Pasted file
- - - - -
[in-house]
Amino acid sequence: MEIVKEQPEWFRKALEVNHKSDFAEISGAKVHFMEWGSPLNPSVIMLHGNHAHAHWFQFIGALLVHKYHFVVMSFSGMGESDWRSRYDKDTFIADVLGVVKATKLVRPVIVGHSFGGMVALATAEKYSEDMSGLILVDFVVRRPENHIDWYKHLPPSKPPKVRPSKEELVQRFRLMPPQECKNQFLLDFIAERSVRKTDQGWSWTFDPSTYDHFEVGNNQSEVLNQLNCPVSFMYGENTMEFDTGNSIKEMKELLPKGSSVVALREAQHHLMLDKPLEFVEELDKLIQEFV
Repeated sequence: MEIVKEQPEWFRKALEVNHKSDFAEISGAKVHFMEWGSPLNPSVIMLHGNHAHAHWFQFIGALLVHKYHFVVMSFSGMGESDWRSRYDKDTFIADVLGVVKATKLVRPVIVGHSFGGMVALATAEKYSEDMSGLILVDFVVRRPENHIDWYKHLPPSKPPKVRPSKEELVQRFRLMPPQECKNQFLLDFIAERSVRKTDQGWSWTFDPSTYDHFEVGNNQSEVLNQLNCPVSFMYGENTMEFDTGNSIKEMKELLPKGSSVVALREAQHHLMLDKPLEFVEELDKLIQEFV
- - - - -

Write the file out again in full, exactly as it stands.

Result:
[in-house]
Amino acid sequence: MEIVKEQPEWFRKALEVNHKSDFAEISGAKVHFMEWGSPLNPSVIMLHGNHAHAHWFQFIGALLVHKYHFVVMSFSGMGESDWRSRYDKDTFIADVLGVVKATKLVRPVIVGHSFGGMVALATAEKYSEDMSGLILVDFVVRRPENHIDWYKHLPPSKPPKVRPSKEELVQRFRLMPPQECKNQFLLDFIAERSVRKTDQGWSWTFDPSTYDHFEVGNNQSEVLNQLNCPVSFMYGENTMEFDTGNSIKEMKELLPKGSSVVALREAQHHLMLDKPLEFVEELDKLIQEFV
Repeated sequence: MEIVKEQPEWFRKALEVNHKSDFAEISGAKVHFMEWGSPLNPSVIMLHGNHAHAHWFQFIGALLVHKYHFVVMSFSGMGESDWRSRYDKDTFIADVLGVVKATKLVRPVIVGHSFGGMVALATAEKYSEDMSGLILVDFVVRRPENHIDWYKHLPPSKPPKVRPSKEELVQRFRLMPPQECKNQFLLDFIAERSVRKTDQGWSWTFDPSTYDHFEVGNNQSEVLNQLNCPVSFMYGENTMEFDTGNSIKEMKELLPKGSSVVALREAQHHLMLDKPLEFVEELDKLIQEFV